Monthly Archives: February 2014

Living the American Dream or Nightmare?

Living the “American Dream” is defined these days as to “be rich in material things.”  And our society is blessed with comforts and material things that are  the envy of the world.    However, the “American Dream” may also become the “American Nightmare”!!  These may be the “best of times” but they are also“the worst of times” for our American Culture.

  • Never has a culture experienced such comfort and riches or such massive poverty and lack of opportunity.
  • Never has technology given us so many household conveniences, or such terrible instruments of destruction.
  • Never have we been so able to communicate in so many different ways, and never felt so disconnected from others and so lonely.
  • Never have we been so free and never have our prisons been so full.
  • Never have we been so sophisticated about relationships, or so likely to suffer broken or miserable relationships.
  • Never have we had so much self-knowledge and the desperation to search  for “who we are.”

It  unfortunately has always been true that the church has mirrored the culture and it is true today,.  As a part of the church in this culture, we who are trying to be disciples of Jesus are struggling  to establish our identity as his disciples and as his church.   We are doing so  and searching for “who we are” as Christians and for what is of ultimate importance for us to build our lives upon and meet our needs.   As we search, all around us we are hearing the cultural  message “look out for  Number 1”,  the message to “buy, buy, buy” to fulfill the needs  of “number 1”.      Yet, if we heed those messages we find less satisfaction, less joy, and less happiness than we were told we would have.     People who have based their lives on “bottom-line living”—where the only thing that counts is the bottom-line tally—are finding themselves “bottoming out”.   Gradually their devotion to a “god of more” just doesn’t seem like enough!

The “Me Generation” that leads our culture  needs to discover that it is “not about me”!    As Max Lucado writes:  “We’ve been demanding our way and stamping our feet since infancy.   Aren’t we all born with a default drive set on selfishness?   I want a spouse who makes  me happy and coworkers who always ask my opinion.  I want weather that suits me and traffic that helps me and a government that serves me (but doesn’t cost me any taxes).  It is all about me.”  (Lucado, It’s Not About Me”)   Italics mine.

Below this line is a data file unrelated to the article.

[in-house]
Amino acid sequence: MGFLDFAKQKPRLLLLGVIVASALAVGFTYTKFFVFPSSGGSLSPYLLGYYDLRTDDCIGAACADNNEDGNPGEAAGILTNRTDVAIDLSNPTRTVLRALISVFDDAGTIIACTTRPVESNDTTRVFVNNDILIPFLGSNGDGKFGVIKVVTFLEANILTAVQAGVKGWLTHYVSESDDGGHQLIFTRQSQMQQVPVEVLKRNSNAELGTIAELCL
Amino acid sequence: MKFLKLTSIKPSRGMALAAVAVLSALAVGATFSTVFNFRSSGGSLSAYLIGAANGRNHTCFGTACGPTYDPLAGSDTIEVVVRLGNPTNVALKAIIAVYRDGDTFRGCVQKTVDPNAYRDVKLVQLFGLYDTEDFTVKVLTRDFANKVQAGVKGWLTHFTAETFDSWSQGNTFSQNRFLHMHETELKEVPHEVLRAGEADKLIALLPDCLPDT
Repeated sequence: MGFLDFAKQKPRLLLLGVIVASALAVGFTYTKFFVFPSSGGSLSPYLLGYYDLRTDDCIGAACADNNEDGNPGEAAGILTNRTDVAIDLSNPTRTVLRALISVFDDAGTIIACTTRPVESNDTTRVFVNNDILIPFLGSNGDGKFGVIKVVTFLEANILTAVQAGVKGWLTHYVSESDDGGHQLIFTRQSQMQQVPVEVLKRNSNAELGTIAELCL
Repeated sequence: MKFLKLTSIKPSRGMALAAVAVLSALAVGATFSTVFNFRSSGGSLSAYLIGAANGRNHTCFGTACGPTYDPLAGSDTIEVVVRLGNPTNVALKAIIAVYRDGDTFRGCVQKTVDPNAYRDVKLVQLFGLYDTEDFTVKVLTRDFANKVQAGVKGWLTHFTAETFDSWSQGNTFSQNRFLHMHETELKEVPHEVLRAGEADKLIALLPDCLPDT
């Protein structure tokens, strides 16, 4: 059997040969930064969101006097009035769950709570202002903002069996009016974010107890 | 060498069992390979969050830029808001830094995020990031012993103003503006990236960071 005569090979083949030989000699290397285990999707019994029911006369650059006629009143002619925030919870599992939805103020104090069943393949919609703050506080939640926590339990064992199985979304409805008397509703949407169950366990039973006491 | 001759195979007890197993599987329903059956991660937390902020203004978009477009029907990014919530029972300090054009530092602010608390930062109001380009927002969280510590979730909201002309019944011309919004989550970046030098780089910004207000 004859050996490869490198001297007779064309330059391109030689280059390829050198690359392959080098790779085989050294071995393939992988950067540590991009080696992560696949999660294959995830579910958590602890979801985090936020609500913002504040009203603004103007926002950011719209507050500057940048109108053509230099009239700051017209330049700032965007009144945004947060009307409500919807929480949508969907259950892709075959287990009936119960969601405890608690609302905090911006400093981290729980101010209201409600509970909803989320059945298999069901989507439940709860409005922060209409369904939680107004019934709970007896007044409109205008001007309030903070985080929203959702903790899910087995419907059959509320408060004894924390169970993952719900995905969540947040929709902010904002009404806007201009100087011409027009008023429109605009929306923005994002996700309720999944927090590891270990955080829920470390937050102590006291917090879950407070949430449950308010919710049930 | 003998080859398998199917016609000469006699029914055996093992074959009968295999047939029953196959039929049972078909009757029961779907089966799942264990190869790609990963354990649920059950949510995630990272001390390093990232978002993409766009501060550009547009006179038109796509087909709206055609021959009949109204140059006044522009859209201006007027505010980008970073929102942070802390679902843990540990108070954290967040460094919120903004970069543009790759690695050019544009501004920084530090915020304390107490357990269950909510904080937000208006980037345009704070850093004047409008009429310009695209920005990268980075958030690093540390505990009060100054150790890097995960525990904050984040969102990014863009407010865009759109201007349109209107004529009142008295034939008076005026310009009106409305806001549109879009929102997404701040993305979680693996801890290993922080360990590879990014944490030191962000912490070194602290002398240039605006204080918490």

There are some basic questions we should be asking ourselves:

  • To what should we be committing our life?
  • What is worthwhile and lasting?
  • For what should we strive?
  • What is worth giving our life for?
  • How can the church change the culture rather than reflect it?
  • What is my role in this change as a Christian?

Culture can be compared to a symphony orchestra.    When all of the players play  their parts to perfection, beautiful music is produced under the watchful eye of the Great Conductor—God.  Each of us contributes our part to making that beautiful music and if you’ve ever been a part of a musical group you know what a pleasure that is.   But if the symphony orchestra decides that “it is all about me” then the result is not beautiful music but a monstrous noise!   Can you imagine an orchestra with an “It’s all about me” outlook held by each separate musician?   Tubas blasting nonstop.  Percussionists pounding on their drums to get attention.    The cellist shoving the flutist off of the center stage chair.   The trumpeter standing on top of the conductor’s platform tooting his horn.   Sheet music disregarded.  Conductor ignored.    Would anyone want to be a part of this group?   Who would enjoy contributing to a monstrous noise that makes people wish to hold their ears?